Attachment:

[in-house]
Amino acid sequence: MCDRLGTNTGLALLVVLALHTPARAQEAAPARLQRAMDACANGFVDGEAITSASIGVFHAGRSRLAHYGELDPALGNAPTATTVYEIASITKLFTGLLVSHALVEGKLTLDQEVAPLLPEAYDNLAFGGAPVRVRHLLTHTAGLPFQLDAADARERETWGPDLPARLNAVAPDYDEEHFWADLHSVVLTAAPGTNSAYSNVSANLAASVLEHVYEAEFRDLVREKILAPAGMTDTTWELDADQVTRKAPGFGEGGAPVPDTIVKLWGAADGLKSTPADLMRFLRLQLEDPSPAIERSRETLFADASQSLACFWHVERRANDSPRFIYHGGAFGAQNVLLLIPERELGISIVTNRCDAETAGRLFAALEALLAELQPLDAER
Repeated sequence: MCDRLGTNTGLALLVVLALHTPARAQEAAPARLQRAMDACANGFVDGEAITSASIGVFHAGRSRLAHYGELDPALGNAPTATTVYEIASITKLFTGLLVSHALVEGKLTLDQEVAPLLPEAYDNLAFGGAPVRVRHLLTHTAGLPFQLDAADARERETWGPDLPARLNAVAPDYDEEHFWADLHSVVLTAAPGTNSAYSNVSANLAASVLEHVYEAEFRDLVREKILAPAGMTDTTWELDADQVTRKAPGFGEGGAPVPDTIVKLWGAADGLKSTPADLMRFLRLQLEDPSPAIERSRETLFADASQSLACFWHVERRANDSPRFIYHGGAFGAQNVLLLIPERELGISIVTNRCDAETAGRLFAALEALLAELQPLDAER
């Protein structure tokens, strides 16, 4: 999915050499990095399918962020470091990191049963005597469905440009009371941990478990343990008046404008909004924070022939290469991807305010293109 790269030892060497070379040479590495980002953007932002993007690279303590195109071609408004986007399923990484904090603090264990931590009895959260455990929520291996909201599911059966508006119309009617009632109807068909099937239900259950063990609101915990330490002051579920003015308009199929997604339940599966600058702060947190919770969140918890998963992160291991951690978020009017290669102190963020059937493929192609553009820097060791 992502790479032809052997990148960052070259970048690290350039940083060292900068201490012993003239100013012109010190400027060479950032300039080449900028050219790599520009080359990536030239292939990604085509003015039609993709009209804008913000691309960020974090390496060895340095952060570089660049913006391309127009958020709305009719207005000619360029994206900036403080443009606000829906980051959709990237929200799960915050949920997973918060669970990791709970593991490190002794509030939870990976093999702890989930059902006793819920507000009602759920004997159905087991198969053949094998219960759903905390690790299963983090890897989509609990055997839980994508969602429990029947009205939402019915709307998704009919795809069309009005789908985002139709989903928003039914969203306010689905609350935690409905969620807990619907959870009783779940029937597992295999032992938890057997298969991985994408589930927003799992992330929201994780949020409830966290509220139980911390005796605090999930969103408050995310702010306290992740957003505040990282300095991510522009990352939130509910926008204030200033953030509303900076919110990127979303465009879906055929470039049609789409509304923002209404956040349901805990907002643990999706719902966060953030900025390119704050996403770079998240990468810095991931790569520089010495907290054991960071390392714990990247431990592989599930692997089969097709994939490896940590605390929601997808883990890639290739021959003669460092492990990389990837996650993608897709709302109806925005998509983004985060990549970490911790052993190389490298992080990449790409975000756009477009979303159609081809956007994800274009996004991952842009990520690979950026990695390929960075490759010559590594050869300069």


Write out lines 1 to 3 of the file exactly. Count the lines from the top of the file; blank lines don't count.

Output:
[in-house]
Amino acid sequence: MCDRLGTNTGLALLVVLALHTPARAQEAAPARLQRAMDACANGFVDGEAITSASIGVFHAGRSRLAHYGELDPALGNAPTATTVYEIASITKLFTGLLVSHALVEGKLTLDQEVAPLLPEAYDNLAFGGAPVRVRHLLTHTAGLPFQLDAADARERETWGPDLPARLNAVAPDYDEEHFWADLHSVVLTAAPGTNSAYSNVSANLAASVLEHVYEAEFRDLVREKILAPAGMTDTTWELDADQVTRKAPGFGEGGAPVPDTIVKLWGAADGLKSTPADLMRFLRLQLEDPSPAIERSRETLFADASQSLACFWHVERRANDSPRFIYHGGAFGAQNVLLLIPERELGISIVTNRCDAETAGRLFAALEALLAELQPLDAER
Repeated sequence: MCDRLGTNTGLALLVVLALHTPARAQEAAPARLQRAMDACANGFVDGEAITSASIGVFHAGRSRLAHYGELDPALGNAPTATTVYEIASITKLFTGLLVSHALVEGKLTLDQEVAPLLPEAYDNLAFGGAPVRVRHLLTHTAGLPFQLDAADARERETWGPDLPARLNAVAPDYDEEHFWADLHSVVLTAAPGTNSAYSNVSANLAASVLEHVYEAEFRDLVREKILAPAGMTDTTWELDADQVTRKAPGFGEGGAPVPDTIVKLWGAADGLKSTPADLMRFLRLQLEDPSPAIERSRETLFADASQSLACFWHVERRANDSPRFIYHGGAFGAQNVLLLIPERELGISIVTNRCDAETAGRLFAALEALLAELQPLDAER